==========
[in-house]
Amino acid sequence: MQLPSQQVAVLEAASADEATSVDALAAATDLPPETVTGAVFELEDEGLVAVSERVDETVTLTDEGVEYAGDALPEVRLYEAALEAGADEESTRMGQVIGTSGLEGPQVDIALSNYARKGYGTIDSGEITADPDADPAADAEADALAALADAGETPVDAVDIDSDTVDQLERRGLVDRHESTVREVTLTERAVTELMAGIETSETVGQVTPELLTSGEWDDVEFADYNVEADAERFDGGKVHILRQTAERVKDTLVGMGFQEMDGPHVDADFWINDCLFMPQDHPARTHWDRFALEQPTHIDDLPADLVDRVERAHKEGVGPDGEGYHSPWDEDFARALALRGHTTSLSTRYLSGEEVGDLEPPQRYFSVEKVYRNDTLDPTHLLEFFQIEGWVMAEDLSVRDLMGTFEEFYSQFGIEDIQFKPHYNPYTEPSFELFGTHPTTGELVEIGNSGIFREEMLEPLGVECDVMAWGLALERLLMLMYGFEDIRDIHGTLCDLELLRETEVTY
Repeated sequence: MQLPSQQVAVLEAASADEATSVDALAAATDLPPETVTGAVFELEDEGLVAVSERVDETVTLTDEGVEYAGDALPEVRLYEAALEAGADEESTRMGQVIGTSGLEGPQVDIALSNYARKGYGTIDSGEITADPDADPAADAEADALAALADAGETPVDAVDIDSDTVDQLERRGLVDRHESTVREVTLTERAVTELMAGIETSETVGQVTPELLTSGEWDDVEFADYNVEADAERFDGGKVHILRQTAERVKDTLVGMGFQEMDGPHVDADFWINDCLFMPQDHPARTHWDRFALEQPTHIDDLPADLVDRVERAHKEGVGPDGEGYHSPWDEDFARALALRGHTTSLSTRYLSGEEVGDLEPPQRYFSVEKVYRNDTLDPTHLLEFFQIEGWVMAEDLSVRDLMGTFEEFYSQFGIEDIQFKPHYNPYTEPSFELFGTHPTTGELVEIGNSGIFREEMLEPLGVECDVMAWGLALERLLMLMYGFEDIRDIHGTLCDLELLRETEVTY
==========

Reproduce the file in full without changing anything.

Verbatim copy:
[in-house]
Amino acid sequence: MQLPSQQVAVLEAASADEATSVDALAAATDLPPETVTGAVFELEDEGLVAVSERVDETVTLTDEGVEYAGDALPEVRLYEAALEAGADEESTRMGQVIGTSGLEGPQVDIALSNYARKGYGTIDSGEITADPDADPAADAEADALAALADAGETPVDAVDIDSDTVDQLERRGLVDRHESTVREVTLTERAVTELMAGIETSETVGQVTPELLTSGEWDDVEFADYNVEADAERFDGGKVHILRQTAERVKDTLVGMGFQEMDGPHVDADFWINDCLFMPQDHPARTHWDRFALEQPTHIDDLPADLVDRVERAHKEGVGPDGEGYHSPWDEDFARALALRGHTTSLSTRYLSGEEVGDLEPPQRYFSVEKVYRNDTLDPTHLLEFFQIEGWVMAEDLSVRDLMGTFEEFYSQFGIEDIQFKPHYNPYTEPSFELFGTHPTTGELVEIGNSGIFREEMLEPLGVECDVMAWGLALERLLMLMYGFEDIRDIHGTLCDLELLRETEVTY
Repeated sequence: MQLPSQQVAVLEAASADEATSVDALAAATDLPPETVTGAVFELEDEGLVAVSERVDETVTLTDEGVEYAGDALPEVRLYEAALEAGADEESTRMGQVIGTSGLEGPQVDIALSNYARKGYGTIDSGEITADPDADPAADAEADALAALADAGETPVDAVDIDSDTVDQLERRGLVDRHESTVREVTLTERAVTELMAGIETSETVGQVTPELLTSGEWDDVEFADYNVEADAERFDGGKVHILRQTAERVKDTLVGMGFQEMDGPHVDADFWINDCLFMPQDHPARTHWDRFALEQPTHIDDLPADLVDRVERAHKEGVGPDGEGYHSPWDEDFARALALRGHTTSLSTRYLSGEEVGDLEPPQRYFSVEKVYRNDTLDPTHLLEFFQIEGWVMAEDLSVRDLMGTFEEFYSQFGIEDIQFKPHYNPYTEPSFELFGTHPTTGELVEIGNSGIFREEMLEPLGVECDVMAWGLALERLLMLMYGFEDIRDIHGTLCDLELLRETEVTY